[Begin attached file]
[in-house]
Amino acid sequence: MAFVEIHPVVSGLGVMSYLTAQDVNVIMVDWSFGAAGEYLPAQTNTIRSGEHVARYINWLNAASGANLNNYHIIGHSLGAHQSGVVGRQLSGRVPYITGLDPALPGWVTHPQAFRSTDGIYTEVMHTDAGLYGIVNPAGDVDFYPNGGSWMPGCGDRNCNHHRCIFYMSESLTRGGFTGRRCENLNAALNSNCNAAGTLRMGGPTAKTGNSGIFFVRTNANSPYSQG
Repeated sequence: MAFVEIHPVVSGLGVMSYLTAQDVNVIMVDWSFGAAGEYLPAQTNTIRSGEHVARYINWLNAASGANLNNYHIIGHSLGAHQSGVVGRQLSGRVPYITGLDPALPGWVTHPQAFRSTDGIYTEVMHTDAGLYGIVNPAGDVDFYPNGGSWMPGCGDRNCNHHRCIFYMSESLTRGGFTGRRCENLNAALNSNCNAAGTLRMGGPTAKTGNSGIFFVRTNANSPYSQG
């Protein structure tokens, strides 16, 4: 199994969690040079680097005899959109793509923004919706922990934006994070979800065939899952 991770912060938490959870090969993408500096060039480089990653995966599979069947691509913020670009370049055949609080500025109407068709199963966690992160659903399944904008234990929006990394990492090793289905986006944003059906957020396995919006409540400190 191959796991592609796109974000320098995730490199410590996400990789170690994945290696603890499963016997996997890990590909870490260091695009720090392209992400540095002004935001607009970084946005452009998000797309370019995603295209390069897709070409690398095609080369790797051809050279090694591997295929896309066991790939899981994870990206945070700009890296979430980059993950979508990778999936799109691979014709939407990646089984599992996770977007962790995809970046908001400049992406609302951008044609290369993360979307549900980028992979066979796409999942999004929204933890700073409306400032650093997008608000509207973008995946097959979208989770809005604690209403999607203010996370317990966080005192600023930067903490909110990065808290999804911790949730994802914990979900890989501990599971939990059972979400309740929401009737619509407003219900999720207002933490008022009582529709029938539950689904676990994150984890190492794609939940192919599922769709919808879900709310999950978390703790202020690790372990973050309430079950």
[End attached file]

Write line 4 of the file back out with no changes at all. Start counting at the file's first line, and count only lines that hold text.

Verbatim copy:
């Protein structure tokens, strides 16, 4: 199994969690040079680097005899959109793509923004919706922990934006994070979800065939899952 991770912060938490959870090969993408500096060039480089990653995966599979069947691509913020670009370049055949609080500025109407068709199963966690992160659903399944904008234990929006990394990492090793289905986006944003059906957020396995919006409540400190 191959796991592609796109974000320098995730490199410590996400990789170690994945290696603890499963016997996997890990590909870490260091695009720090392209992400540095002004935001607009970084946005452009998000797309370019995603295209390069897709070409690398095609080369790797051809050279090694591997295929896309066991790939899981994870990206945070700009890296979430980059993950979508990778999936799109691979014709939407990646089984599992996770977007962790995809970046908001400049992406609302951008044609290369993360979307549900980028992979066979796409999942999004929204933890700073409306400032650093997008608000509207973008995946097959979208989770809005604690209403999607203010996370317990966080005192600023930067903490909110990065808290999804911790949730994802914990979900890989501990599971939990059972979400309740929401009737619509407003219900999720207002933490008022009582529709029938539950689904676990994150984890190492794609939940192919599922769709919808879900709310999950978390703790202020690790372990973050309430079950």